Dogs love digging holes in the ground, but what happens if they take it a step further and eat the dirt? In addition to making them a muddy mess, is ingesting soil harmful to your pup? There are many reasons this dirty habit starts and several things you can do to help them stop.
First, you need to determine the frequency of your dog’s dirt disposition. If your dog consumes soil infrequently, it’s probably fine (but it’s always good to discuss this with your vet). However, if your dog routinely devours dirt, there may be cause for concern.
Most dogs eat dirt just because it’s fun (or out of boredom). However, if your dog appears obsessive about it, something more serious could be going on. Including:
Your dog could be eating dirt to make up for nutritional deficiencies. This is common with dogs who eat homemade meals rather than commercial dog food or food specifically designed for a dog’s diet. If this is the case, you may want to check in with your vet.
Many pet parents are feeding their dogs homemade meals due to the increasing distrust of dog food companies. We want to note that there’s nothing wrong with feeding your dog homemade meals, and it can be quite beneficial for dogs. But it’s important to speak with your vet about what you’re feeding your dog to ensure they’re getting a balanced diet.
In very rare cases, dogs with anemia may like eating dirt because their bodies crave iron and they’re trying to get it from any available source. If you think this may be your dog’s situation, you should have your dog evaluated by a vet or try a Petnostics test.
Another rare case could be pica. Pica is an eating disorder defined by the persistent ingestion of nonnutritive substances. Animals or people suffering from pica get strong urges to eat substances other than food. Pica can be a sign that something else is going on with your dog, including liver and gastrointestinal disease.
Your dog may be trying to relieve their upset stomach by eating dirt. Some types of clay can help soothe a dog’s digestive system, and ingesting soil can help move items through the digestive system more quickly.
Some dogs, just like humans, like eating dirt because of an oral fixation. Dirt is around to be chewed on, so dogs will chew it. The same thing goes for dogs who eat dirt out of boredom. Oftentimes, it is something that is simply there for them to do.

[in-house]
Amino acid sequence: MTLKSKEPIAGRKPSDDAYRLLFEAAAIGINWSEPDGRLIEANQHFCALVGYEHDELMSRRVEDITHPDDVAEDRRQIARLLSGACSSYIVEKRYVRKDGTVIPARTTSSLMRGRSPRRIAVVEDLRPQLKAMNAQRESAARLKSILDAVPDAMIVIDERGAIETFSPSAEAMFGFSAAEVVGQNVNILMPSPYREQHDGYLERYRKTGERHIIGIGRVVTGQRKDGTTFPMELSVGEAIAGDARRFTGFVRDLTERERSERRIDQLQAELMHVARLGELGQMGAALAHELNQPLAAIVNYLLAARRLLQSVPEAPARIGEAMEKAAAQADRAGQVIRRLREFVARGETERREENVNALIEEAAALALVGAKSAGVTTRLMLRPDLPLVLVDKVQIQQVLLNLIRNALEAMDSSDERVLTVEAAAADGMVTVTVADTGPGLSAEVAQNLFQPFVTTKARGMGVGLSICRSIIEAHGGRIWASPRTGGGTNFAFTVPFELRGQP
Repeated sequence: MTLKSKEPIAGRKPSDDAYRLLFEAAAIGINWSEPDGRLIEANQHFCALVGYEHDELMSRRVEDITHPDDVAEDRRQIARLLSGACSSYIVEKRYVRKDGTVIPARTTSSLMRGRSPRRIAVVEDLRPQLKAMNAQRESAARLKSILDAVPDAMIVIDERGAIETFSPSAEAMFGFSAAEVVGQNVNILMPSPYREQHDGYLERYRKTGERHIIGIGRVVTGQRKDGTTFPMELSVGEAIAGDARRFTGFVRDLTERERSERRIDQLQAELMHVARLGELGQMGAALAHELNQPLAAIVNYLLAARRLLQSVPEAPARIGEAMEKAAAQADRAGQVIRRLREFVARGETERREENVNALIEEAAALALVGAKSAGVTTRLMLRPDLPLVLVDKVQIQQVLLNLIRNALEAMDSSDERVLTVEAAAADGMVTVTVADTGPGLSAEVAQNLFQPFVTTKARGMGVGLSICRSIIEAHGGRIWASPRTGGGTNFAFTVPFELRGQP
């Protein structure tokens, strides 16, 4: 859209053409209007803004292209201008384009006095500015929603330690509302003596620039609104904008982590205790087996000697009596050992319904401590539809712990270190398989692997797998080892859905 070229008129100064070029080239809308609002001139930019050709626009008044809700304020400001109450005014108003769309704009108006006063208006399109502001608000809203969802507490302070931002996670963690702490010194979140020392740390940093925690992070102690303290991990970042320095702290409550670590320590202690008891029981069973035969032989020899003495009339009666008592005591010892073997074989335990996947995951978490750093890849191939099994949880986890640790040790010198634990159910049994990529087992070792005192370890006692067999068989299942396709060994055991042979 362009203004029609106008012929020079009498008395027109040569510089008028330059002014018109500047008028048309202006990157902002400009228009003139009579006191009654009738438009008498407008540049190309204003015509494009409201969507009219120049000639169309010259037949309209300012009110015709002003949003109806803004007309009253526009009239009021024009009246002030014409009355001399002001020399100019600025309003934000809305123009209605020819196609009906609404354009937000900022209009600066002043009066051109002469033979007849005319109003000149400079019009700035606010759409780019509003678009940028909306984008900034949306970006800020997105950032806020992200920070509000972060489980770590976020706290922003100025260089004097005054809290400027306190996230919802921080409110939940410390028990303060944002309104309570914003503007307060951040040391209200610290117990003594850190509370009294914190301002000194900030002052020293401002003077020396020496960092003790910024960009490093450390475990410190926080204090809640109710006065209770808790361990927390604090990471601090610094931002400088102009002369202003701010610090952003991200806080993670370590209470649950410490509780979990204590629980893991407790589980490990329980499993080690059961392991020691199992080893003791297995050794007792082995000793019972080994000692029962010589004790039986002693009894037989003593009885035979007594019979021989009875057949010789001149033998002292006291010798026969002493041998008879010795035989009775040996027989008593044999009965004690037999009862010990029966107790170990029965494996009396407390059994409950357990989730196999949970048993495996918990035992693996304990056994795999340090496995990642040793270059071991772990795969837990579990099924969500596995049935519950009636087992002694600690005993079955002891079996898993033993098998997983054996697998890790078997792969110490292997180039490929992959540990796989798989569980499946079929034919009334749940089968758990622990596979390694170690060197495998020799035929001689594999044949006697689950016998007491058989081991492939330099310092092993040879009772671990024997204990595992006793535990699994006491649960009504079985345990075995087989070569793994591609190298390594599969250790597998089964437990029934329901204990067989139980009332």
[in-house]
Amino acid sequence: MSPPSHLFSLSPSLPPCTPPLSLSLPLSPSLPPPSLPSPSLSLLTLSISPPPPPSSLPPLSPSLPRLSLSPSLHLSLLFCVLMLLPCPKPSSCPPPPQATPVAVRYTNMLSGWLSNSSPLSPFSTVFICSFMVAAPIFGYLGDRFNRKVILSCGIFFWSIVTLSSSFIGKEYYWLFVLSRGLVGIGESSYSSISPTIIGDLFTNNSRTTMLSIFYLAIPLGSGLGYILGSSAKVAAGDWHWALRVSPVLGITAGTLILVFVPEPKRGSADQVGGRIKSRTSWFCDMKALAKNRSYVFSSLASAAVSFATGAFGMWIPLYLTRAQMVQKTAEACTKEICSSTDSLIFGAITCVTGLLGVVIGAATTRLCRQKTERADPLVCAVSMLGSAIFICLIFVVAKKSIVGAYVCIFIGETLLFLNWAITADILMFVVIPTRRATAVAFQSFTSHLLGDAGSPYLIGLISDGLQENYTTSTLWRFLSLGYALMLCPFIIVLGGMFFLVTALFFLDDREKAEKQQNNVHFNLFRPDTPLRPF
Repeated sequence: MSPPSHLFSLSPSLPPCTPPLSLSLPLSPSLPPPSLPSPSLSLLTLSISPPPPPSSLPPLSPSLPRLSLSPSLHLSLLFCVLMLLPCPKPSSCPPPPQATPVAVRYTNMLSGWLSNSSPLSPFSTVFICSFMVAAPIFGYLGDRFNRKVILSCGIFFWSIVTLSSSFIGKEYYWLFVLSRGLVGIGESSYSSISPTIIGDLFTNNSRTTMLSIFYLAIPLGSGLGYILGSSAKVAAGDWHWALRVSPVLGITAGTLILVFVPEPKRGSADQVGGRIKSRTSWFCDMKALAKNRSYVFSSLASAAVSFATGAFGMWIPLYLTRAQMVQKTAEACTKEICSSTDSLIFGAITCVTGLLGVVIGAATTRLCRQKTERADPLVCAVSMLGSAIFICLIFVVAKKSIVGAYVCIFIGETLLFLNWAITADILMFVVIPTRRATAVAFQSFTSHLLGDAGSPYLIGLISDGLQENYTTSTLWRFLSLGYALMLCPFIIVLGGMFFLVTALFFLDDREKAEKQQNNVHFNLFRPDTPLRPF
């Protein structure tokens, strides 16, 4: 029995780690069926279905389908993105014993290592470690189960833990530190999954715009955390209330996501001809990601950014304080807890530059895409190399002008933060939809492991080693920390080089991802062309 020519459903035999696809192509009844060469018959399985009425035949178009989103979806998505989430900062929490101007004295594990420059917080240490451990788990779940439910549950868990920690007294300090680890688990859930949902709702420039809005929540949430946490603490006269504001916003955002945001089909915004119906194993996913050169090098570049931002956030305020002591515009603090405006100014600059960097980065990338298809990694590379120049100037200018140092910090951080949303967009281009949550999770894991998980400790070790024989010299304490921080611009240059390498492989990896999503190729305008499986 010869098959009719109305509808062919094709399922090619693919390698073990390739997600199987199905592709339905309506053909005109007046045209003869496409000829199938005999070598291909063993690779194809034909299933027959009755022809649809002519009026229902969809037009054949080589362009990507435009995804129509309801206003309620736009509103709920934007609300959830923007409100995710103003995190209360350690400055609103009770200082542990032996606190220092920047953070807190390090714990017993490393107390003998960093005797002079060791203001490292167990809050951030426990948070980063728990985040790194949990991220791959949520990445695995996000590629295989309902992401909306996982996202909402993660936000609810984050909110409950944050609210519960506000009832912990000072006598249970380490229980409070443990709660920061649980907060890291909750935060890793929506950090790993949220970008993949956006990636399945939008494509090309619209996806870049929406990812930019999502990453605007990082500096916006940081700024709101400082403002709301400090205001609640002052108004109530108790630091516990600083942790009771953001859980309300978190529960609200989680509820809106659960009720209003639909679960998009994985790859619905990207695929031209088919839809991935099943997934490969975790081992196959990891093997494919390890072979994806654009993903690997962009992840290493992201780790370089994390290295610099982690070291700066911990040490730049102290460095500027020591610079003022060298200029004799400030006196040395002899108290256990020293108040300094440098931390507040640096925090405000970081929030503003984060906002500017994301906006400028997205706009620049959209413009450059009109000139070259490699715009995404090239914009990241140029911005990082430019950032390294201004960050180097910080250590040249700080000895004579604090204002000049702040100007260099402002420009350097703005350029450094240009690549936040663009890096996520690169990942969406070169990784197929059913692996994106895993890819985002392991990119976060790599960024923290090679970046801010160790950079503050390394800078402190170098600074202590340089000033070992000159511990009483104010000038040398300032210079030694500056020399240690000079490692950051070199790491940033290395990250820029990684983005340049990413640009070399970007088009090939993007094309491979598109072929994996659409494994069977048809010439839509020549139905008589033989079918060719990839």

Finally, some dogs do it because they are anxious, do not receive enough attention, or are doing it intentionally to misbehave.
Video: Why Do Dogs Eat Dirt?
Here’s a quick summary of why dogs eat dirt that we made to help spread the word and raise awareness about this problem.
It depends. Eating a little bit of dirt shouldn’t be a problem. But this is only true if the dirt they’re ingesting is free of pesticides, harmful organisms, fertilizers, and other chemicals that can be harmful to them. For example, if you’ve had your lawn, shrubs or trees in your yard treated with any type of chemical, you need to keep your dog away. Seeing your veterinarian is advised if your dog is eating dirt.
- If your dog repeatedly returns to the same spot to graze on dirt, check and make sure there isn’t something they’re trying to get. For example, your dog may like to nibble the dirt surrounding your grill if there are grease drippings below.
- Make sure your dog is getting enough daily exercise. A dog who is well-exercised is less likely to get bored and dig.
- Consider training your dog. Giving a dog something to focus on can help reduce behavioral issues.
- If you catch your dog eating dirt (or about to eat dirt) redirect your dog by giving them a toy or try playing with them.
- Keep plenty of toys and treats around to encourage safe, healthy playtime.
If you have tried all of the above and nothing seems to help, see your veterinarian immediately or seek the help of a professional dog trainer. Your dog may have a digestive disease or a medical disorder that requires professional treatment. Dogs might also like to eat poop in addition to dirt.
How often is your dog eating dirt?